Day: June 10, 2006

The Essential Enemy

I recently came across an interesting and discursive study of anti-Chechen feeling in Russia by the political scientist Emil Souleimanov, who is based in Prague. Souleimanov's essay considers the role played by Chechens and other Caucasian peoples in Russian national life, a role that he sees as being compounded of two intertwined elements: on the one hand, the government's need for an "enemy" to divert attention from the harshness of everyday existence and the possible reasons for it – after all, some 60 per cent of Russia's citizens live below the poverty line – and on the other, a fear of the unknown, of the culturally different:

Stirring up anti-Chechen feelings in Russia has been evident – by several respites and various levels of intensity – already since the early 1990s and it was conditioned mostly by domestic motives.

Obviously the picture of an enemy cannot be created from nothing. It has to be somehow rooted and linked to negative associations within the society. In this respect the already formed anti-Chechen (and, in a broader sense, anti-Caucasian) feelings arise from the controversial relationships between Russians and the Caucasian people in their daily life.

While bias against the Caucasus and its people during the Soviet era was rather of a positive character, since the end of the 1970s and especially from the 1980s, a vigilant and distrustful attitude has become dominant. The romanticized picture of a dangerous yet freedom-loving mountain dweller untouched by civilization, which 19th century Russian literature created, was replaced in the 1950´s and 60´s by a picture of the “younger brother,” a sometimes naughty yet charming and vivacious Southerner; “a hero-lover” at Caucasian summer resorts who was both indulged and patronized.

The economically motivated migration of Caucasians to Russian cities intensified in the 1980´s. The fact that they came to a foreign (Russian) and unknown environment (city) where they were usually not warmly welcomed, made the newcomers realize that inevitably they had to rely on themselves, especially in achieving and maintaining their “place in the sun” when competing with local groups.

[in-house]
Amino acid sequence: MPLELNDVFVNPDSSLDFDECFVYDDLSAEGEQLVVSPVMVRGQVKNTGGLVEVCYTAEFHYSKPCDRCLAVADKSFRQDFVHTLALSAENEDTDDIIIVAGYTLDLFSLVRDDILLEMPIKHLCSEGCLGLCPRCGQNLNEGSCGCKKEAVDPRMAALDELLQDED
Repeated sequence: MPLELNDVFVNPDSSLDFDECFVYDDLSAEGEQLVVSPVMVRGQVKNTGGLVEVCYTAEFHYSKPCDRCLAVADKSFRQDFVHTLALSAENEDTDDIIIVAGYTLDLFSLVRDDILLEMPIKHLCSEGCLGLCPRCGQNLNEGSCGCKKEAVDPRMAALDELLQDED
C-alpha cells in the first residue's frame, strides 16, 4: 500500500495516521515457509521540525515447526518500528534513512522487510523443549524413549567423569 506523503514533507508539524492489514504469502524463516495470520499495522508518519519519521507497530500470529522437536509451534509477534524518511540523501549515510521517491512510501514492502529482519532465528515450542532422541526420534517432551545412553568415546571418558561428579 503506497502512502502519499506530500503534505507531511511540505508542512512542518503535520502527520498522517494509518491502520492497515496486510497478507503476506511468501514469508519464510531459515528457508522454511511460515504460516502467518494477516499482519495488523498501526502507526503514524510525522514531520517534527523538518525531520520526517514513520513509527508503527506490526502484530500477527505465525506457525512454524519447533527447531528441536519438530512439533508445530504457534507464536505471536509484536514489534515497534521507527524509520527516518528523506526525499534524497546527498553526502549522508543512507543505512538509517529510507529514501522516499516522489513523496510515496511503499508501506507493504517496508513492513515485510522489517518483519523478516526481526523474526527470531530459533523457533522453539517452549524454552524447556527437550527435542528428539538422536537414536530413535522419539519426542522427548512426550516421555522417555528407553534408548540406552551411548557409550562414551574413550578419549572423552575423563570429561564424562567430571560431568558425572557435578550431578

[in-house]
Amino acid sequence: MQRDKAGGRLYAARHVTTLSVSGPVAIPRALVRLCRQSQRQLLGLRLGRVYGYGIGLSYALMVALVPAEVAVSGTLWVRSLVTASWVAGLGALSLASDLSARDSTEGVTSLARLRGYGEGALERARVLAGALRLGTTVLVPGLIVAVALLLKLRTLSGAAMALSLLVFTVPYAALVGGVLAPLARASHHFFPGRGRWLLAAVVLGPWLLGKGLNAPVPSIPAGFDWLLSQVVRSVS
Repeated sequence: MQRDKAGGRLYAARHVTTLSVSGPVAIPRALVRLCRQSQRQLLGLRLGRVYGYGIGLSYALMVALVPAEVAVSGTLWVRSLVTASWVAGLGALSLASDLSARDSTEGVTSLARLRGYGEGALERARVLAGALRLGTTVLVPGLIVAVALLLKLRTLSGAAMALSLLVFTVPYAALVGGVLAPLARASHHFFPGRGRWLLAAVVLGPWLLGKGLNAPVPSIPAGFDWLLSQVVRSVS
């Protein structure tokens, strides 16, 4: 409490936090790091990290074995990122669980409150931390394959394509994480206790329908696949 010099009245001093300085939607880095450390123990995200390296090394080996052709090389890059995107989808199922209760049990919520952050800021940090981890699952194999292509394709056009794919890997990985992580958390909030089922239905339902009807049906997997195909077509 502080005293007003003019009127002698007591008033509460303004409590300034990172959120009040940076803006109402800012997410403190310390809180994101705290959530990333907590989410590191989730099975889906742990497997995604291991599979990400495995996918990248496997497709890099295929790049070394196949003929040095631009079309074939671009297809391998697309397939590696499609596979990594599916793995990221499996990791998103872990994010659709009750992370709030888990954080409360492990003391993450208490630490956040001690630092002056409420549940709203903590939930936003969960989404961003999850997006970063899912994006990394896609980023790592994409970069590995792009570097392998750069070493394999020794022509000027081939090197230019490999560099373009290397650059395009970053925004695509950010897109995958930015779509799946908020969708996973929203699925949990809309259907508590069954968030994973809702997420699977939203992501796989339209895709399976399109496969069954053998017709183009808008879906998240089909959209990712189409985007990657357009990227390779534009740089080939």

Thus their clannish and ethnic solidarity became even stronger and soon criminal networks based on ethnic or combined ethnic-clan principles sprang up among some of the youth Caucasian people. Crime and business activities, however, were obviously not the basic conditions for building and strengthening the antipathy of the Russian citizens. Sometimes these were determined by cultural differences as well.

It’s been proven that under specific circumstances the same identifying traits that were once seen as positive, can be viewed as negative. Thus pride sometimes turns into conceit, traditionalism into backwardness, initiative suddenly becomes arrogance, courage is seen to be aggression, an entrepreneurial spirit as greed, etc.

Differentiation based on ethnicity is strengthened by emphasizing real or alleged “differences” such as a diverse language, (visually noticeable) culture, the physical appearance of “strangers” or what is considered their temperament. Even such things as very distinctive gestures, conspicuous intonations during conversation and the natural effort of strangers to band together in a strange environment are considered as a sort of defiance and disrespect toward local citizens.

It’s sad that despite many years of co-existing with Caucasian peoples within one country, the former USSR, their traditions and culture have not been better understood. Russians have superficial and fragmented knowledge of them (as well as about the majority of other nations of the former USSR), which in the best scenario is determined by ardently perceiving the exotic Caucasian “symbolism” so typical of the Soviet period (mountains, daggers, blood feuds, jiggit, adat, shashlik, wine, etc.). And in the worse scenario by subjective stories about “bloodthirstiness,” “treachery,” and the brutality of the mountain dwellers and their advanced business skills.

Read the whole thing, for it tells us much about the psychology of modern Russia.


"…I didn't go out to Nuremberg until early 1947. By then, the major war crime trials were over. The cases I worked on were the ones involving large industrial and chemical concerns, they weren't all German, some of them were ours, there were Western companies involved — and then there was the Doctors' Trial, and that was really unspeakable. And the worst thing was that when I got back to Britain two years later, no one – and I mean no one – wanted to know about that. No one wanted to know about what had happened…"

(a colleague, who worked as a translator at the Nuremberg War Crimes Tribunal after she graduated from Oxford in 1946.)